Organized January 30, 1862; consolidated with 44th Tennessee Infantry April, 1862 to form 44th Consolidated Tennessee Infantry Regiment.
- Colonel – James L. McKoin
- Lieutenant Colonel – Wiley M. Reed
- Major– B. A. James
- Benjamin F. Duggan, Co. “A”. Men from Bedford County. Mustered in at Camp Trousdale December 9, 1861. Formed part of Co. “G”, 44th Consolidated
- James E. Scobey, Co. “F”. Mustered in at Camp Trousdale, Sumner County, December 20, 1861. Roll reads “33 miles to rendezvous.” Consolidated with “H” to form “E”, 44th Consolidated
- William W. Burnette, Co. “H”. Formed by the consolidation of two incomplete companies, William H. Moore’s “Lady’s Guards”, men from Lincoln County, with William W. Burnette’s Company from Davidson County. Consolidated with “F” to form “E”, 44th Consolidated
- Wiley M. Reed, John Overton, Jr., Co. “I”. Men from Davidson County. “The Nashville Confederates.”
- George W. Bounds, unlettered company. Men from Rutherford County. Mustered in at Camp Trousdale December 13, 1861. Formed part of Co. “G”, 44th Consolidated
- Henry B. Day, unlettered company. Men from Sumner and Macon Counties. Mustered in at Camp Trousdale December 17, 1861. Formed part of Co. “H”, 44th Consolidated
- Alexander R. Dillehay, unlettered company. Men from Smith County. Mustered in at Camp Trousdale December 23, 1861. Formed part of “C”, 44th Consolidated
- B. A. James, unlettered company. Men from Smith County. Mustered in at Camp Trousdale December 19, 1861. Formed part of “C”, 44th Consolidated
- James H. Joyner, unlettered company. Men from Sumner County. Mustered in at Camp Trousdale December 21, 1861. Formed part of “H”, 44th Consolidated
- John L. McEwen, Jr., unlettered company. Men from Williamson County. Enlisted at Franklin November 26, 1861. Mustered in at Nashville December 21, 1861. Formed part of “I”, 44th Consolidated
McKoin’s regiment never did receive a regimental number from the Adjutant and Inspector General’s Office at Richmond, Virginia, as they seemed to have it confused with Colonel A. J. Brown’s Regiment, which was officially designated as the 55th Tennessee Infantry. However, the regiment was known in the field as the 55th (McKoin’s) Tennessee Infantry. The regiment was organized at Camp Weakley, near Nashville, on January 30, 1862, from these companies which had been formed in November and December, 1861.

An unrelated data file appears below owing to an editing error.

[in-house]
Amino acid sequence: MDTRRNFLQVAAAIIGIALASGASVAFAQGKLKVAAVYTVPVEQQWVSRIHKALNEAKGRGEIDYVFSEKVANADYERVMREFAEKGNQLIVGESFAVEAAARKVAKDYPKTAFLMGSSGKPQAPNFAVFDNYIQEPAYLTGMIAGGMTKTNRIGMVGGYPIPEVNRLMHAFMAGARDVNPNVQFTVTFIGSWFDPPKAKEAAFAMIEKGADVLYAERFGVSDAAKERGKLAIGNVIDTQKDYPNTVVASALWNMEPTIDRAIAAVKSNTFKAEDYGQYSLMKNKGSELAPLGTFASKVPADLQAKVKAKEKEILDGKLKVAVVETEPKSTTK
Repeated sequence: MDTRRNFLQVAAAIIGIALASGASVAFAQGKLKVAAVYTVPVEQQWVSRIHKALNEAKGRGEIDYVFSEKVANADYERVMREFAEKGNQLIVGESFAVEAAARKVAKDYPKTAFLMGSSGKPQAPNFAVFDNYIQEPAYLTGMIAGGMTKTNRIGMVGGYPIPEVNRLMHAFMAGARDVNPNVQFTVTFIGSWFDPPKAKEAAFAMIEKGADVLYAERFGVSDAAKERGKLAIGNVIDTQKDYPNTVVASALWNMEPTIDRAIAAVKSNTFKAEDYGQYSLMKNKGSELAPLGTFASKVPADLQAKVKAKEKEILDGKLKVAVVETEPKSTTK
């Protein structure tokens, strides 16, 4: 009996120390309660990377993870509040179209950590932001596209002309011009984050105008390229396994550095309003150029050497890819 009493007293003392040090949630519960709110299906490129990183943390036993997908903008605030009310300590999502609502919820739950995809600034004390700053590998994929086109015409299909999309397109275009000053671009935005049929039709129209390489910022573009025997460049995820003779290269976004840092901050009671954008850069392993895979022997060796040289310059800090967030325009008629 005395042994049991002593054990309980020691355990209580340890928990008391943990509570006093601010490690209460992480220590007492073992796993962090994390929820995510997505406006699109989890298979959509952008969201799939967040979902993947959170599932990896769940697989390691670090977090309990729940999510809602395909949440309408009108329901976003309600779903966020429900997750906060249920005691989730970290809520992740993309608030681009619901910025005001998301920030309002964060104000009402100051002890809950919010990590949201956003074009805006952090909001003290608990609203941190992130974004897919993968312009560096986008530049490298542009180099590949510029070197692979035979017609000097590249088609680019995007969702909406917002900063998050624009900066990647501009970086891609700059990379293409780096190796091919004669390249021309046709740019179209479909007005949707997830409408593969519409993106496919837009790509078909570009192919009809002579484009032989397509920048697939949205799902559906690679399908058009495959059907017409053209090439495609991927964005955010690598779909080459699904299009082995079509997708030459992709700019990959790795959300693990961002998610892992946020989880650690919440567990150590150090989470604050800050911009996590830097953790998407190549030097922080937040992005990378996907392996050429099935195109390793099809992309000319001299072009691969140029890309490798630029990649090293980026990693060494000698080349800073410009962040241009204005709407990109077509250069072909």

On February 16, 1862 the regiment was placed in the forces commanded by Major General William J. Hardee, and on February 23, at Murfreesboro, was reported in Brigadier General Gideon J. Pillow’s Division, Brigadier General S. A. M. Wood’s Brigade, composed of the 7th, 16th Alabama, 8th Arkansas, 9th Arkansas Battalion, 3rd Mississippi Battalion, 27th, 44th and 55th (McKoin’s) Tennessee Infantry Regiments, Avery’s Cavalry, and Byrne’s and Harper’s Batteries.
At Shiloh, April 6-7, it participated in the battle as part of this brigade. General Wood, in his enumeration of his forces, listed the 55th with 280 muskets. No record of regimental casualties was found, but Doctor Noblitt of the 44th Tennessee Infantry stated its casualties were so heavy it did not have the minimum numbers to preserve its organization. The 44th had also suffered heavily, and on April 18, 1862, the two regiments were consolidated to form the 44th Consolidated. The consolidation was later pronounced illegal, but it was deemed inexpedient to annul it, and the consolidated organization served the rest of the war as the 44th Tennessee Infantry Regiment Consolidated.
For the further history of the regiment, see the history of the 44th Tennessee Infantry Regiment. Colonel McKoin resigned on account of ill health, and was placed on the “superannuated roll.” Lieutenant Colonel Reed was placed on the supernumerary roll and later served on General Forrest’s Staff. He was killed at Fort Pillow April 12, 1864.
This unit history was extracted from Tennesseans in the Civil War, Vol 1. Copyrighted 1964 by the Civil War Centennial Commission of Tennessee and is published here with their permission. This history may not be republished for any reason without the written permission of the copyright owner.